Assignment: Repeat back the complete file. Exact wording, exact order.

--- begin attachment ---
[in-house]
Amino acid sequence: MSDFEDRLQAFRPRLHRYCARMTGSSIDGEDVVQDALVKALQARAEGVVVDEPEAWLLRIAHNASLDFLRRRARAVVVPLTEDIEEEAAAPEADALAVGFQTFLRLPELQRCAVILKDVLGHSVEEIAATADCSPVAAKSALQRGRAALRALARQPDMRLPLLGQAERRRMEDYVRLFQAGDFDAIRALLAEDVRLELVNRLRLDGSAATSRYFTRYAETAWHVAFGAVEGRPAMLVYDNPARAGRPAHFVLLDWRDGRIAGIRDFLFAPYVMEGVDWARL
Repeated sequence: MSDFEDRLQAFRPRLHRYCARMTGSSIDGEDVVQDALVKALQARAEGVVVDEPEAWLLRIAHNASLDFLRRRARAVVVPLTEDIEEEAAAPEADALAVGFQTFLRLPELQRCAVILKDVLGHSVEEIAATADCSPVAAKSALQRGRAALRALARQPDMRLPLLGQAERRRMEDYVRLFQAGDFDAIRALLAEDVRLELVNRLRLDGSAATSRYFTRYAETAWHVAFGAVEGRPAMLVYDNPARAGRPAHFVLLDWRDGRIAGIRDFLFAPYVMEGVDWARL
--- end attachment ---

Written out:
[in-house]
Amino acid sequence: MSDFEDRLQAFRPRLHRYCARMTGSSIDGEDVVQDALVKALQARAEGVVVDEPEAWLLRIAHNASLDFLRRRARAVVVPLTEDIEEEAAAPEADALAVGFQTFLRLPELQRCAVILKDVLGHSVEEIAATADCSPVAAKSALQRGRAALRALARQPDMRLPLLGQAERRRMEDYVRLFQAGDFDAIRALLAEDVRLELVNRLRLDGSAATSRYFTRYAETAWHVAFGAVEGRPAMLVYDNPARAGRPAHFVLLDWRDGRIAGIRDFLFAPYVMEGVDWARL
Repeated sequence: MSDFEDRLQAFRPRLHRYCARMTGSSIDGEDVVQDALVKALQARAEGVVVDEPEAWLLRIAHNASLDFLRRRARAVVVPLTEDIEEEAAAPEADALAVGFQTFLRLPELQRCAVILKDVLGHSVEEIAATADCSPVAAKSALQRGRAALRALARQPDMRLPLLGQAERRRMEDYVRLFQAGDFDAIRALLAEDVRLELVNRLRLDGSAATSRYFTRYAETAWHVAFGAVEGRPAMLVYDNPARAGRPAHFVLLDWRDGRIAGIRDFLFAPYVMEGVDWARL